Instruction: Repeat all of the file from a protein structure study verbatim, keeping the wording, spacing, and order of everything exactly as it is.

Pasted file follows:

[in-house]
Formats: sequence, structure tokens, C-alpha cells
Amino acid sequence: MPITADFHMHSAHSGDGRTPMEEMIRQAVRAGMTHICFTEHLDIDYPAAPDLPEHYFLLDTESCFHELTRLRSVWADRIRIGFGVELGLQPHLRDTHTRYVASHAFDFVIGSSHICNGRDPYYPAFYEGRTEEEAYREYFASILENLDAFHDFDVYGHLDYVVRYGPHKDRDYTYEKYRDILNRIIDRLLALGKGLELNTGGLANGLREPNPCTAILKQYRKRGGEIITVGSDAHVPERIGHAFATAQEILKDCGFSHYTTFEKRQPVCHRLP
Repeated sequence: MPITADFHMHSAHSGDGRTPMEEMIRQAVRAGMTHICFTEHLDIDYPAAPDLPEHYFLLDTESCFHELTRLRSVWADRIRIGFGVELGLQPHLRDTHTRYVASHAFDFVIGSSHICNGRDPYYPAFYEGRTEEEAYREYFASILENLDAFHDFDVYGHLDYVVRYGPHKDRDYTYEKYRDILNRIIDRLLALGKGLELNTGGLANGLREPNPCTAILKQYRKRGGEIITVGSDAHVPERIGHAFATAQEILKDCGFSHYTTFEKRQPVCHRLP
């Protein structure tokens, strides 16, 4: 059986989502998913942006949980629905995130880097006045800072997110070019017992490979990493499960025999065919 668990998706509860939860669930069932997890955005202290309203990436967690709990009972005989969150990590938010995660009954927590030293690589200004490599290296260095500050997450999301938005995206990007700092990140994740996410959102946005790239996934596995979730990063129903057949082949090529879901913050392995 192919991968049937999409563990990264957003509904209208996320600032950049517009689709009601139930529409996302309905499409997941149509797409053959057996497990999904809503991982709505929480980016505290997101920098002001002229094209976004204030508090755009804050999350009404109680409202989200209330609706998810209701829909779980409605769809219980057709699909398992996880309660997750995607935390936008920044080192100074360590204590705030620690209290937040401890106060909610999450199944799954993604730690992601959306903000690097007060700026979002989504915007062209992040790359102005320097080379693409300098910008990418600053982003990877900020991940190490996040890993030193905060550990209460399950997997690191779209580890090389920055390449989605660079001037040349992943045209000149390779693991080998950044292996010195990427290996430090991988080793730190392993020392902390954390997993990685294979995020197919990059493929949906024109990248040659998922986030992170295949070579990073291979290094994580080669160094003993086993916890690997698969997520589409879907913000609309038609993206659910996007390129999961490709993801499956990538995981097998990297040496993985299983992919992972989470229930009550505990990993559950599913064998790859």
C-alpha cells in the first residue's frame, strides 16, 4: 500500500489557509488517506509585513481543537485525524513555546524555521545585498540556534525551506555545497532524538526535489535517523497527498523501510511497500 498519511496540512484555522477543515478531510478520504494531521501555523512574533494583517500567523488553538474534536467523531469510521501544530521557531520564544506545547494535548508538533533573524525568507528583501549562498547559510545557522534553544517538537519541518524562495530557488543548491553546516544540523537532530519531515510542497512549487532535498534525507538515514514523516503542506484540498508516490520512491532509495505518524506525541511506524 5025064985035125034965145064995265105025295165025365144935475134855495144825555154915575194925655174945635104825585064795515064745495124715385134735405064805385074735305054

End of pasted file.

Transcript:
[in-house]
Formats: sequence, structure tokens, C-alpha cells
Amino acid sequence: MPITADFHMHSAHSGDGRTPMEEMIRQAVRAGMTHICFTEHLDIDYPAAPDLPEHYFLLDTESCFHELTRLRSVWADRIRIGFGVELGLQPHLRDTHTRYVASHAFDFVIGSSHICNGRDPYYPAFYEGRTEEEAYREYFASILENLDAFHDFDVYGHLDYVVRYGPHKDRDYTYEKYRDILNRIIDRLLALGKGLELNTGGLANGLREPNPCTAILKQYRKRGGEIITVGSDAHVPERIGHAFATAQEILKDCGFSHYTTFEKRQPVCHRLP
Repeated sequence: MPITADFHMHSAHSGDGRTPMEEMIRQAVRAGMTHICFTEHLDIDYPAAPDLPEHYFLLDTESCFHELTRLRSVWADRIRIGFGVELGLQPHLRDTHTRYVASHAFDFVIGSSHICNGRDPYYPAFYEGRTEEEAYREYFASILENLDAFHDFDVYGHLDYVVRYGPHKDRDYTYEKYRDILNRIIDRLLALGKGLELNTGGLANGLREPNPCTAILKQYRKRGGEIITVGSDAHVPERIGHAFATAQEILKDCGFSHYTTFEKRQPVCHRLP
């Protein structure tokens, strides 16, 4: 059986989502998913942006949980629905995130880097006045800072997110070019017992490979990493499960025999065919 668990998706509860939860669930069932997890955005202290309203990436967690709990009972005989969150990590938010995660009954927590030293690589200004490599290296260095500050997450999301938005995206990007700092990140994740996410959102946005790239996934596995979730990063129903057949082949090529879901913050392995 192919991968049937999409563990990264957003509904209208996320600032950049517009689709009601139930529409996302309905499409997941149509797409053959057996497990999904809503991982709505929480980016505290997101920098002001002229094209976004204030508090755009804050999350009404109680409202989200209330609706998810209701829909779980409605769809219980057709699909398992996880309660997750995607935390936008920044080192100074360590204590705030620690209290937040401890106060909610999450199944799954993604730690992601959306903000690097007060700026979002989504915007062209992040790359102005320097080379693409300098910008990418600053982003990877900020991940190490996040890993030193905060550990209460399950997997690191779209580890090389920055390449989605660079001037040349992943045209000149390779693991080998950044292996010195990427290996430090991988080793730190392993020392902390954390997993990685294979995020197919990059493929949906024109990248040659998922986030992170295949070579990073291979290094994580080669160094003993086993916890690997698969997520589409879907913000609309038609993206659910996007390129999961490709993801499956990538995981097998990297040496993985299983992919992972989470229930009550505990990993559950599913064998790859």
C-alpha cells in the first residue's frame, strides 16, 4: 500500500489557509488517506509585513481543537485525524513555546524555521545585498540556534525551506555545497532524538526535489535517523497527498523501510511497500 498519511496540512484555522477543515478531510478520504494531521501555523512574533494583517500567523488553538474534536467523531469510521501544530521557531520564544506545547494535548508538533533573524525568507528583501549562498547559510545557522534553544517538537519541518524562495530557488543548491553546516544540523537532530519531515510542497512549487532535498534525507538515514514523516503542506484540498508516490520512491532509495505518524506525541511506524 5025064985035125034965145064995265105025295165025365144935475134855495144825555154915575194925655174945635104825585064795515064745495124715385134735405064805385074735305054